The Power Score is a composite of 6 timepoints: 1-second (overall max wattage), 30-second, 1-minute, 4-minute, 20-minute, and 1-hour. These points were chosen, in part, because they are familiar (and meaningful) to most athletes/coaches, and because they are far enough apart from each other on the Power Decay Curve to allow us characterize the overall shape of the curve for that workout with a single value. For a given ride, each time point used in the Power Score is shown as a percentage of its historical maximum (Fig. 2). In this example, the rider was within the top-15 percentile for 4 of the 6 time points, and within the top-8 percentile for max wattage and 1-hour power. The overall Power Score for this ride was 87.79, which is calculated by averaging the historical percentages for each time point together. Thus, with a range of 0-100, a Power Score of 100 would represent you’re at 100% of your best-ever abilities across all time points, a Power Score of 50 would represent you’re at half of your best-ever ability, and so on. Importantly, you’re Power Scores are “living numbers,” meaning that they are constantly updated as your abilities evolve. This allows us to maintain the historical context of each ride, making it easy to objectively identify periods of top-form versus periods when you weren’t at your best. This can be critical to identifying training regimens that resulted in significant gains, versus those that didn’t work so well. As you can see from this example, this ride was a significant test of this athlete’s ability and that the consistency of the 6-efforts shows his/her range of abilities was well-balanced.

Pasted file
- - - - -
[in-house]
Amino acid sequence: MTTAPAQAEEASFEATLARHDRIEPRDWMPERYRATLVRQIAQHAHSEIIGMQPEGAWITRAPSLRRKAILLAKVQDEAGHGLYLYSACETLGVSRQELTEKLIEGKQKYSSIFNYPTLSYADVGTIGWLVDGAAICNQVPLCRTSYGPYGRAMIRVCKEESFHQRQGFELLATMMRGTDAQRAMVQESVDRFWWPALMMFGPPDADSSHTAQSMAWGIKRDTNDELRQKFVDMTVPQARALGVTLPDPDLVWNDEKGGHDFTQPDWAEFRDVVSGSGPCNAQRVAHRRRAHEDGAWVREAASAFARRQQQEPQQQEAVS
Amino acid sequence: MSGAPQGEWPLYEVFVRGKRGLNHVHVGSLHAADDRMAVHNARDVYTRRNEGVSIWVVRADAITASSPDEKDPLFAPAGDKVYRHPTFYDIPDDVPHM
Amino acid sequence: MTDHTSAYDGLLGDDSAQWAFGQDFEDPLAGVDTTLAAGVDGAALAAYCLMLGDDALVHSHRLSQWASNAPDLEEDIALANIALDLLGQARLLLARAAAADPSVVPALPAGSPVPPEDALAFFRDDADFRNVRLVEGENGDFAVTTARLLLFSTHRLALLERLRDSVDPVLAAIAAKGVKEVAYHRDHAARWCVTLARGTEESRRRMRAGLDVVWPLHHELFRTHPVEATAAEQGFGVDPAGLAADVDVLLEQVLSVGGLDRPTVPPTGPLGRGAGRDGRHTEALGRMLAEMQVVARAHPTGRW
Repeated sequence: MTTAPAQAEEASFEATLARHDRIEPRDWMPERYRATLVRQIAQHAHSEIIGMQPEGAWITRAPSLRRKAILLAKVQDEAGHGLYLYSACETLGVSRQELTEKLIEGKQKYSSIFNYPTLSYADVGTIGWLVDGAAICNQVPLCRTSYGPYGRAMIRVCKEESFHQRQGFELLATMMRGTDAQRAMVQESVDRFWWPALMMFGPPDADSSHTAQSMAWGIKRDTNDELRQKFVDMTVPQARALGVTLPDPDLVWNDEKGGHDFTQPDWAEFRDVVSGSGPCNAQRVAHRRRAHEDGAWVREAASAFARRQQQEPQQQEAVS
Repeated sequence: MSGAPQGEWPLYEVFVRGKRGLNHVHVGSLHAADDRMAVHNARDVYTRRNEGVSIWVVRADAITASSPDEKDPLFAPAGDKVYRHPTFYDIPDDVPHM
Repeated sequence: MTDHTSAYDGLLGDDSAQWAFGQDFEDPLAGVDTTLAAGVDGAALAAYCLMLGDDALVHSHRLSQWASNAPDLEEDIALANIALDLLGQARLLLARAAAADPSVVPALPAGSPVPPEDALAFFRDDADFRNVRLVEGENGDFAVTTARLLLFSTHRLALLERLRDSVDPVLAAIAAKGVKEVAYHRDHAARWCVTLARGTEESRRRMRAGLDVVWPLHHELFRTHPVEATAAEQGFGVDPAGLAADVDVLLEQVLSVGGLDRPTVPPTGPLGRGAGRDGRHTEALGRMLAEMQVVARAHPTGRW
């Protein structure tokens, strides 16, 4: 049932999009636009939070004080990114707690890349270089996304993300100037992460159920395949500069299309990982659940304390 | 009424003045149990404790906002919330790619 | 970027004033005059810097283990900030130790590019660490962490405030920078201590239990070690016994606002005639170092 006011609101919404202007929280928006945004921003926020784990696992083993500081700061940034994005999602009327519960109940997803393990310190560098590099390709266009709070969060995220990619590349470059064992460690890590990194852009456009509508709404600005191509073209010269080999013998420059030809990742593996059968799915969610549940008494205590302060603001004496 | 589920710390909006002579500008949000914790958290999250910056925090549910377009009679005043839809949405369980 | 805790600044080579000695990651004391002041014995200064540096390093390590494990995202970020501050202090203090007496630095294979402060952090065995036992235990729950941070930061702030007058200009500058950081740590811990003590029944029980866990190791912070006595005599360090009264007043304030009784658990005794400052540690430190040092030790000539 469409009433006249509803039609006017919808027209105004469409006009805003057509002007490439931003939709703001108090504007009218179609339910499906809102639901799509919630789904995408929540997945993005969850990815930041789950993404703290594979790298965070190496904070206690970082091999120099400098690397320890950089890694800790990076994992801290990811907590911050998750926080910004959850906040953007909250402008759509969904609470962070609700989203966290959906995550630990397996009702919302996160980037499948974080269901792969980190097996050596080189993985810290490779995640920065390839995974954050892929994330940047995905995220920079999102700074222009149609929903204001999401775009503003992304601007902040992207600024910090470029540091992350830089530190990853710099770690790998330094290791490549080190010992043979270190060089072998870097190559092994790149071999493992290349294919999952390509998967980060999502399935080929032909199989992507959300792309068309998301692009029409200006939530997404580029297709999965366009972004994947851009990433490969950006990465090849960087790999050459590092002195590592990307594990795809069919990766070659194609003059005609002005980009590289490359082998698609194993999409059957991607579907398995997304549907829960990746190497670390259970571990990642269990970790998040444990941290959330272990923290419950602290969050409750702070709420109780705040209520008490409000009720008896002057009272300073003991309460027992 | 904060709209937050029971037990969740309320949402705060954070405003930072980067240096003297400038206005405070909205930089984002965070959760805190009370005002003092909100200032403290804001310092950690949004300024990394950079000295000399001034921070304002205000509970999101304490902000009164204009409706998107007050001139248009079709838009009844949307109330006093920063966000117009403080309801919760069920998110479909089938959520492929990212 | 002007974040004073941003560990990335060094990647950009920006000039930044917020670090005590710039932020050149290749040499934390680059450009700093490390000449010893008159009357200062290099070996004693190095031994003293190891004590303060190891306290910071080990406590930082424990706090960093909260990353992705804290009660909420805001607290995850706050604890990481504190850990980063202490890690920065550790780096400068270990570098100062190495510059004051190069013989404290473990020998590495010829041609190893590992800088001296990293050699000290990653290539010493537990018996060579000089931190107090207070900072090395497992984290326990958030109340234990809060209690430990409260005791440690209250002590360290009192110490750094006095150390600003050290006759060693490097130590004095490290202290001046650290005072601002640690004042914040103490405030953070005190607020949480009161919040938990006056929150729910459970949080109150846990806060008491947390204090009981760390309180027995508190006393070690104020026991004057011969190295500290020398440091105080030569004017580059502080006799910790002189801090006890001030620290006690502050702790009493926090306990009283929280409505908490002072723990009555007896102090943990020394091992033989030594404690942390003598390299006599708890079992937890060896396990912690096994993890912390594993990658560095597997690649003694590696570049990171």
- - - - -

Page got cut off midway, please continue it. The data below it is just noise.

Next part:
Figure 2. Power Score™ allows riders to visualize their range of abilities following a formal test, or a difficult workout/race. Here, we see a Power Score from a workout where the athlete demonstrated his form was well balanced, as he was able to produce consistently high-ranking efforts across his entire range of physiology.